poor natives till spirit and hope were lost Brave they were, as they proved in 1541,
* Voyage pour la Rédemption des Captifs aux against Charles the Fifth, whose forces
Royaumes d'Alger et de Tunis, fait en 1720. they defeated and nearly destroyed at Paris, 1721.
and resistance ceased to be a settled idea exchange the products of their industry in their minds.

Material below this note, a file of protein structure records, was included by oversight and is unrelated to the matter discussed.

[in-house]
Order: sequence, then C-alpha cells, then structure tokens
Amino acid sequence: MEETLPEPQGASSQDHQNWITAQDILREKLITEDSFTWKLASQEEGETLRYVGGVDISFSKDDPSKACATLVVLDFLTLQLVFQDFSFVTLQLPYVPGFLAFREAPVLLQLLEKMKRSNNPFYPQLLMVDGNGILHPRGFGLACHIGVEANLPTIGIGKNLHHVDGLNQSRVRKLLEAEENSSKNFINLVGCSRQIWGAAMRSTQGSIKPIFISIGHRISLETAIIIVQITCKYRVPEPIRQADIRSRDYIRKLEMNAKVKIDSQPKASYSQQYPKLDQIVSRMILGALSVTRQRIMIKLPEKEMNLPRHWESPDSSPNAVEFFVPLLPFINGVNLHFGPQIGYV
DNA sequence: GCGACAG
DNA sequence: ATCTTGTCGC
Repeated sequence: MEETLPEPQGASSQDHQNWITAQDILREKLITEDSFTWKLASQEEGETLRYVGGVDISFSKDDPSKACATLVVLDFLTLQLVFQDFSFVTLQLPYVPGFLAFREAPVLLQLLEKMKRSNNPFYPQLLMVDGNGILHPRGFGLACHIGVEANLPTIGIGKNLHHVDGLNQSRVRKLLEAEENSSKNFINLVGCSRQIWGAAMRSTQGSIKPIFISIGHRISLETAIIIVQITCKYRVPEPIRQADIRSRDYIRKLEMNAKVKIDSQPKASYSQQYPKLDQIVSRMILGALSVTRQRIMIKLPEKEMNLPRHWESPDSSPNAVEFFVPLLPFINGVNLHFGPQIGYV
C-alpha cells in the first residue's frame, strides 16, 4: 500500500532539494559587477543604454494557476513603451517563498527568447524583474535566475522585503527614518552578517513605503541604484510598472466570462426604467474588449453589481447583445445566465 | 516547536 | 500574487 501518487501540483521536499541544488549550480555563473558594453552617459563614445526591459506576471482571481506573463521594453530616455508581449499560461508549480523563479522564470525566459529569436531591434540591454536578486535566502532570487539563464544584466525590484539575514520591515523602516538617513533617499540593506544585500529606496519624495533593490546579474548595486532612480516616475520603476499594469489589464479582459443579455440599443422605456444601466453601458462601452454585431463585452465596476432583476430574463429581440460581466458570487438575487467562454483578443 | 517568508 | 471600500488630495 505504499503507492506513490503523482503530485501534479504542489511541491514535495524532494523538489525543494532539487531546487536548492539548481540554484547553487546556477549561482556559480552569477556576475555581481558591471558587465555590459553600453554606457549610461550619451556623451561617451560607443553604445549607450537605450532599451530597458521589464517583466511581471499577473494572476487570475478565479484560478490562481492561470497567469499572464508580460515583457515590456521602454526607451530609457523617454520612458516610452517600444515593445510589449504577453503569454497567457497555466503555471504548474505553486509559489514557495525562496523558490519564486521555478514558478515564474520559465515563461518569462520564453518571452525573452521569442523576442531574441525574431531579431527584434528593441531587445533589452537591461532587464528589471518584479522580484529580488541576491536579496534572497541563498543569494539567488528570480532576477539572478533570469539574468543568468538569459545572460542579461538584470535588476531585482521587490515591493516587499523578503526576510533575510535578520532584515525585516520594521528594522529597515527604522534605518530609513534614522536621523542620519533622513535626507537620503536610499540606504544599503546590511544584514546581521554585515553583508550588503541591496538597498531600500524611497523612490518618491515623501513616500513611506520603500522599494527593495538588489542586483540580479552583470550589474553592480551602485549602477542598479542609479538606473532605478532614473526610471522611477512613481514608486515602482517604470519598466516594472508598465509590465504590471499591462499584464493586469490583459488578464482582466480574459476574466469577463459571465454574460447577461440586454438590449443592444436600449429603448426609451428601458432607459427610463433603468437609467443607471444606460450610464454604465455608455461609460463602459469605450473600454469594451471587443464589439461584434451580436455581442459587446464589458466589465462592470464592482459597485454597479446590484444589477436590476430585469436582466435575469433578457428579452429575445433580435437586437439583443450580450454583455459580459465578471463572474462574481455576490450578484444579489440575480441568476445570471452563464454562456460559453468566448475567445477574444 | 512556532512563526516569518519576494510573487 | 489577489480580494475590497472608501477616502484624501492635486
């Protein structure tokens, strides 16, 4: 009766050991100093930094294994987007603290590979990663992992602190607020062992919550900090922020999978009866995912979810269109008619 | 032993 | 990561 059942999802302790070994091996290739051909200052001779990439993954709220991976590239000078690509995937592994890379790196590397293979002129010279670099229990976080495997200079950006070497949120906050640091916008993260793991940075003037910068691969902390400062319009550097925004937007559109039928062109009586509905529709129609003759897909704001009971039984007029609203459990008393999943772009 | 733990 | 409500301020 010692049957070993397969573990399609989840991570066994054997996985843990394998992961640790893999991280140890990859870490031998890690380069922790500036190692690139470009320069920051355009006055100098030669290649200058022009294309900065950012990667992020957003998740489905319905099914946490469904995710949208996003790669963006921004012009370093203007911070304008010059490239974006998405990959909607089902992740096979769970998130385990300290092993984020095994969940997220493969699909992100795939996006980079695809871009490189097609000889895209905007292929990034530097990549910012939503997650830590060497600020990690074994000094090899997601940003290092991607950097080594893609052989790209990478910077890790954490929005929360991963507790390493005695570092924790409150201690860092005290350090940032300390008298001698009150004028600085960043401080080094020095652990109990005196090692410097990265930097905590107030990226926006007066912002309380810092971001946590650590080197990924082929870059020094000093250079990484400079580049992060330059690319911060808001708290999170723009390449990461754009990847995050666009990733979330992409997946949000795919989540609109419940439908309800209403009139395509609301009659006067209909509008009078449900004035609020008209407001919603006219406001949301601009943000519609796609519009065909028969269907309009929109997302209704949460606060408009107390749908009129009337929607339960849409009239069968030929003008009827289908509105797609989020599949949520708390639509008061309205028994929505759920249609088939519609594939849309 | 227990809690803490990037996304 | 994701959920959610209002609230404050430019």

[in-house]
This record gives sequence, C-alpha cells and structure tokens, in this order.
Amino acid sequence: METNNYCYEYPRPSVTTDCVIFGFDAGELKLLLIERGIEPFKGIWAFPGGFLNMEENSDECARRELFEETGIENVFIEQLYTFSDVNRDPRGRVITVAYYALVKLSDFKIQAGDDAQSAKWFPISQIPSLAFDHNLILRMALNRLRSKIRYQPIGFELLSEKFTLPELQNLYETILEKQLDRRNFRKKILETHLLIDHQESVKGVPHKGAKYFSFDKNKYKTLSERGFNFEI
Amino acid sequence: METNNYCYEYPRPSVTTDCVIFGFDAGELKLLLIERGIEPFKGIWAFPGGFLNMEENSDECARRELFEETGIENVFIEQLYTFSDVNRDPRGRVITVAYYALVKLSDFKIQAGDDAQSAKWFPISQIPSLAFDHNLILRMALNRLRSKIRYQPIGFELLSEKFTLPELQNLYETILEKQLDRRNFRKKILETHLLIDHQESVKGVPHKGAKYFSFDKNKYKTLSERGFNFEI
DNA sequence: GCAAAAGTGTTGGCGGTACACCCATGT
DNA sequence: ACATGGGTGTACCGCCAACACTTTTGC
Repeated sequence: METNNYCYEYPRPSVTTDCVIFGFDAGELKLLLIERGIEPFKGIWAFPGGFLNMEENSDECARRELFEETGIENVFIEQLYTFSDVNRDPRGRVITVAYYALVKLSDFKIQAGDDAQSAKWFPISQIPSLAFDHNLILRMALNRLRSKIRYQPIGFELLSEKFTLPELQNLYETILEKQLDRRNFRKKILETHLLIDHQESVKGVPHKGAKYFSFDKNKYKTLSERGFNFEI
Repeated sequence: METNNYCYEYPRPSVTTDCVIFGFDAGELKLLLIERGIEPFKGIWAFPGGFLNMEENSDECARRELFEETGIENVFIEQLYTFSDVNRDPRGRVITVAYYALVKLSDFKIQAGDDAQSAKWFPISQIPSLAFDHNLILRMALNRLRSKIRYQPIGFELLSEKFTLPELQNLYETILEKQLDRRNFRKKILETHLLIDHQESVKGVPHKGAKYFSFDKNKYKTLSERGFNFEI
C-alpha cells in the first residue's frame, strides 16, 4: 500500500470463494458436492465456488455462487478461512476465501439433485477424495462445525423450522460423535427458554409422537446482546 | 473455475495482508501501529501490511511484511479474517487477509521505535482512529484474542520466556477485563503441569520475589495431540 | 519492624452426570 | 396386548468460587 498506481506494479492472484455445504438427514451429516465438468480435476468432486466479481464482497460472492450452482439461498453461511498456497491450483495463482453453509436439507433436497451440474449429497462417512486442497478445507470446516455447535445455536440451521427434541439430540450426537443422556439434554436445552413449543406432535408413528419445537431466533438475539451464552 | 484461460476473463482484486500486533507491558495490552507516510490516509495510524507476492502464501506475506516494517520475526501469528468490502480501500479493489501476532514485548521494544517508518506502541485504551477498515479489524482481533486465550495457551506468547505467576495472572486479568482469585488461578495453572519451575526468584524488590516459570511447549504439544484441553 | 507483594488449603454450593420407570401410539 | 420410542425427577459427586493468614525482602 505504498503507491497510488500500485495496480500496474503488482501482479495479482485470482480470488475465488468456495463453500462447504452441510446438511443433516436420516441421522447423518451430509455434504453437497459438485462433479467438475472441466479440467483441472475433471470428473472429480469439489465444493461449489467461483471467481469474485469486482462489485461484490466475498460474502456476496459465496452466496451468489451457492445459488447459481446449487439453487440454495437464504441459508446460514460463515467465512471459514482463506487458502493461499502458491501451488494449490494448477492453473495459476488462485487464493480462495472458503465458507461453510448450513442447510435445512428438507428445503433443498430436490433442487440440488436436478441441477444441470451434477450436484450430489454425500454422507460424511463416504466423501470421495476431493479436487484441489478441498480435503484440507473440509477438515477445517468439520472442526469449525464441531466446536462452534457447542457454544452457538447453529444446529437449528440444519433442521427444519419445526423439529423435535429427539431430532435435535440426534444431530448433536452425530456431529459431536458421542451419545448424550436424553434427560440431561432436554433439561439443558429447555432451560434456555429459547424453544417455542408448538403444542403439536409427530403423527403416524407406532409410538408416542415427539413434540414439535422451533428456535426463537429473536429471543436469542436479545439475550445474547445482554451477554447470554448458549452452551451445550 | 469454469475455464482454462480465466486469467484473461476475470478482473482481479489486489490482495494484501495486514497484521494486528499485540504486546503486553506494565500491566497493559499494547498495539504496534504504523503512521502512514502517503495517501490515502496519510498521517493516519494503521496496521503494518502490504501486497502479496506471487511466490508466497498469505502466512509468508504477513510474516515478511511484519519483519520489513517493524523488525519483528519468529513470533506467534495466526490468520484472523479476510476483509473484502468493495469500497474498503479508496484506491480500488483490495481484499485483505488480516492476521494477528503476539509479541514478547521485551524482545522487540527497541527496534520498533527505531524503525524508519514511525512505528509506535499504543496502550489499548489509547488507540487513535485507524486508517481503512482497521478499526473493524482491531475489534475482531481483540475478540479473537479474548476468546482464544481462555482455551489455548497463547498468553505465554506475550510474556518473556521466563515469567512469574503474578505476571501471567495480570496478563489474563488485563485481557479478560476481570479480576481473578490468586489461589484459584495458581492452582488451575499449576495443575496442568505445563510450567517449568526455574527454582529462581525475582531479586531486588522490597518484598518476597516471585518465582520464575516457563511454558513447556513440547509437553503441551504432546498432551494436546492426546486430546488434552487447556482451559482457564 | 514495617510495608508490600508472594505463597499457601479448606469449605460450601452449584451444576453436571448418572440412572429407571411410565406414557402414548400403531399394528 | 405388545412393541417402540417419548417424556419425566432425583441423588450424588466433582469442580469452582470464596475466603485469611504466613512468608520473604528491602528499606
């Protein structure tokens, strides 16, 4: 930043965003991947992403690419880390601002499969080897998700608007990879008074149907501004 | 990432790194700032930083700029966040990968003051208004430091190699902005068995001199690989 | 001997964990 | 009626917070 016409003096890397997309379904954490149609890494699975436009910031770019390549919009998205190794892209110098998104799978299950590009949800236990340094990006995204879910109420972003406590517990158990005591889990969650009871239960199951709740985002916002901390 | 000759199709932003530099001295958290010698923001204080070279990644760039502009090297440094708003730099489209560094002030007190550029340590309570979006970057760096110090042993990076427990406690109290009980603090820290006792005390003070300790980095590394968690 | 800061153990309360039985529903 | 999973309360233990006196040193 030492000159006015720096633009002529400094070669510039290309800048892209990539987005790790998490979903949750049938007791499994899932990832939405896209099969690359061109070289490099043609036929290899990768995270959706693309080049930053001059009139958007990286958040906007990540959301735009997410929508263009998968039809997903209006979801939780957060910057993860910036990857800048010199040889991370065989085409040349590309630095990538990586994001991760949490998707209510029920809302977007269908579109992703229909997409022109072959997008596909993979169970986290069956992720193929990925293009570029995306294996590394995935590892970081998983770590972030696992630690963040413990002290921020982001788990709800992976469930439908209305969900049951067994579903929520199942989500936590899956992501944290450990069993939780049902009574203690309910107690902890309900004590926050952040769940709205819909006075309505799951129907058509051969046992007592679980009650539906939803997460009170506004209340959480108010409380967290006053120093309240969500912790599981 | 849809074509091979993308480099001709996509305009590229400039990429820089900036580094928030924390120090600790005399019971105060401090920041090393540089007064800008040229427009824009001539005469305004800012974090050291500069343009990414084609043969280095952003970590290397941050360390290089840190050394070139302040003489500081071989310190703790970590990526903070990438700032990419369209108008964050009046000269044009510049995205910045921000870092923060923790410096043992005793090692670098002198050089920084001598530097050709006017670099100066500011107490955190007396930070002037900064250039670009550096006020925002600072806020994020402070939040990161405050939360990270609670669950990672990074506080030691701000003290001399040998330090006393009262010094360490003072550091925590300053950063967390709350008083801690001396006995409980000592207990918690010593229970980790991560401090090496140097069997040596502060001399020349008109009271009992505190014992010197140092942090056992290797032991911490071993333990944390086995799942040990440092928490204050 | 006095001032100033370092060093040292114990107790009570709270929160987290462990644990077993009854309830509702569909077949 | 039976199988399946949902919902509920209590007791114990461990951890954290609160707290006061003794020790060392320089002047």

for the luxuries of comparative civilizaNow when the French navy came up tion. As they had the reputation of beto the port of Algiers, June 12, 1830, the ing the best soldiers in the Regency, and unity between the soldiers and their mas- had occasionally lent their services to the ter, Hussein Pacha, was tottering on the Algerine princes, their name was given verge of dissolution ; a plot against his to the new military force ; while, to give life had just been discovered, he had it the character of a French corps, the punished the ringleaders with death, and number of native soldiers received into many who had been concerned in the its ranks was limited, and all its officers, conspiracy felt that there was no safety from the highest to the lowest grade, were for them with him. Beaten constantly required to be native-born Frenchmen. in every skirmish or battle, they conceiv- The service in this corps was altogether ed a high respect for the military genius voluntary, none being appointed to the of the invaders, and, ere the close of the Zouaves who did not seek the place; but summer campaign, offered their services there were found enough young and darin a body to General Clausel; this offering spirits who embraced with enthusiasm he promptly declined, and they thereupon this life, so harassing, so full of privation, withdrew, carrying their swords to the of rude labor, of constant peril. The aid of other powers less scrupulous. first battalion was commanded by Major